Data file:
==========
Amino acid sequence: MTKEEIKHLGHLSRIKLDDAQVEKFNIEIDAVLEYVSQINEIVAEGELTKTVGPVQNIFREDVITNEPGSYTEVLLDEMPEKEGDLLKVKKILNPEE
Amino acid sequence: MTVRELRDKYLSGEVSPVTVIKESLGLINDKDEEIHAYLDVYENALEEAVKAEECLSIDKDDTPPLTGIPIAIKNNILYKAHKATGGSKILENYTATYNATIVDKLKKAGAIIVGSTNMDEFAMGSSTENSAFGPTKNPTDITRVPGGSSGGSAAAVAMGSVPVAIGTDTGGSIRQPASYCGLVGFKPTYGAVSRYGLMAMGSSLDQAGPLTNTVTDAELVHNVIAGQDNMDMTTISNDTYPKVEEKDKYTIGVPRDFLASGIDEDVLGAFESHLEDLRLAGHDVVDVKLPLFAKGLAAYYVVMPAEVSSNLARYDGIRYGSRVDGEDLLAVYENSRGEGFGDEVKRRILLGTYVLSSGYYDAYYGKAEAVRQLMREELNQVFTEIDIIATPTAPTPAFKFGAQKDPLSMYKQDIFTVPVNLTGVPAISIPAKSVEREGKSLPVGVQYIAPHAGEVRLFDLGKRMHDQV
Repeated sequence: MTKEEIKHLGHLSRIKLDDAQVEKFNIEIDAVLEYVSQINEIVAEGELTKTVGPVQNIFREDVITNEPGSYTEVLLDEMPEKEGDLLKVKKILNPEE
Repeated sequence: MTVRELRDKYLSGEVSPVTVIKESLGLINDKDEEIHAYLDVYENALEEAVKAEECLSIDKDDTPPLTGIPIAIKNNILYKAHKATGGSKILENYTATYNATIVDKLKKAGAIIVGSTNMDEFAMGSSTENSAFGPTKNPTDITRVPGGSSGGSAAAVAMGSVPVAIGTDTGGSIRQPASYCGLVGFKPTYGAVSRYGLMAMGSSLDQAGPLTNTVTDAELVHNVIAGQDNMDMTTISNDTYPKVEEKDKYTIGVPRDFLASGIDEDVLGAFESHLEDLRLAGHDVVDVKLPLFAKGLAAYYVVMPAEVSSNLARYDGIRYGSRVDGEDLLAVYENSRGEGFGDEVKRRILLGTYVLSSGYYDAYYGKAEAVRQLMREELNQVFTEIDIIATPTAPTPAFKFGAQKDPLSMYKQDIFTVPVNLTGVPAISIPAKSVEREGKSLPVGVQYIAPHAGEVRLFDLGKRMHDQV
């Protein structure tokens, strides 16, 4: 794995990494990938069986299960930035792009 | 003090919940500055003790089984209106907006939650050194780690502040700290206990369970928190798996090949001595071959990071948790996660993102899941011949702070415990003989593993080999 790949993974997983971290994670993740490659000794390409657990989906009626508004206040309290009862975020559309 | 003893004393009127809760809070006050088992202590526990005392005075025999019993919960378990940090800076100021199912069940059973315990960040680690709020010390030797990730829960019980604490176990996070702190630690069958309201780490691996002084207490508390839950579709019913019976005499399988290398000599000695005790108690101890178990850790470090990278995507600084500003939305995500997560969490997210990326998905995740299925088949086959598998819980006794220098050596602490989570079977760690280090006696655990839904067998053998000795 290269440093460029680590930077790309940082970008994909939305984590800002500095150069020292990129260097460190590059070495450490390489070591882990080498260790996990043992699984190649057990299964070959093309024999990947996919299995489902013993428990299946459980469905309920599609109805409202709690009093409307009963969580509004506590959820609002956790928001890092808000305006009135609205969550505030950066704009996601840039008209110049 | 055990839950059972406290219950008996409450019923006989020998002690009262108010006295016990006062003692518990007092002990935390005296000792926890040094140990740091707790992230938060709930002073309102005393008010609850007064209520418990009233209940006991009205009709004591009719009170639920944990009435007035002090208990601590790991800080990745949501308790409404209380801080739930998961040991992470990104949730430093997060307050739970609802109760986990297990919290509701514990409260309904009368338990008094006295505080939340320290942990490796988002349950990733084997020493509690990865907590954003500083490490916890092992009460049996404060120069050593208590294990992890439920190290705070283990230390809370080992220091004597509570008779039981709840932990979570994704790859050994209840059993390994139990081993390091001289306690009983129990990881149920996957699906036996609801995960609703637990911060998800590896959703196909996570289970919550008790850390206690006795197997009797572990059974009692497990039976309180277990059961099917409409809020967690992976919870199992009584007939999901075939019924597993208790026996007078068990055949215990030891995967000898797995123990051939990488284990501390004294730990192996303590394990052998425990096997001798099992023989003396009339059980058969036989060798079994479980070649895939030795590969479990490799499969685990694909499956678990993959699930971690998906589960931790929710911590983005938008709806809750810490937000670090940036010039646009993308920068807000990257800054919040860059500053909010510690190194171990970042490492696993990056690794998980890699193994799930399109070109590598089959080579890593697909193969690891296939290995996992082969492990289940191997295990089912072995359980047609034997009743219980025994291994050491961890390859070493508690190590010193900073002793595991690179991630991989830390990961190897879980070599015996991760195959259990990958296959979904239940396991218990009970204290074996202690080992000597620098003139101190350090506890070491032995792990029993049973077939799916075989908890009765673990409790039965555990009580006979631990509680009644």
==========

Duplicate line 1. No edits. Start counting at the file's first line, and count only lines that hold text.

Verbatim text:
Amino acid sequence: MTKEEIKHLGHLSRIKLDDAQVEKFNIEIDAVLEYVSQINEIVAEGELTKTVGPVQNIFREDVITNEPGSYTEVLLDEMPEKEGDLLKVKKILNPEE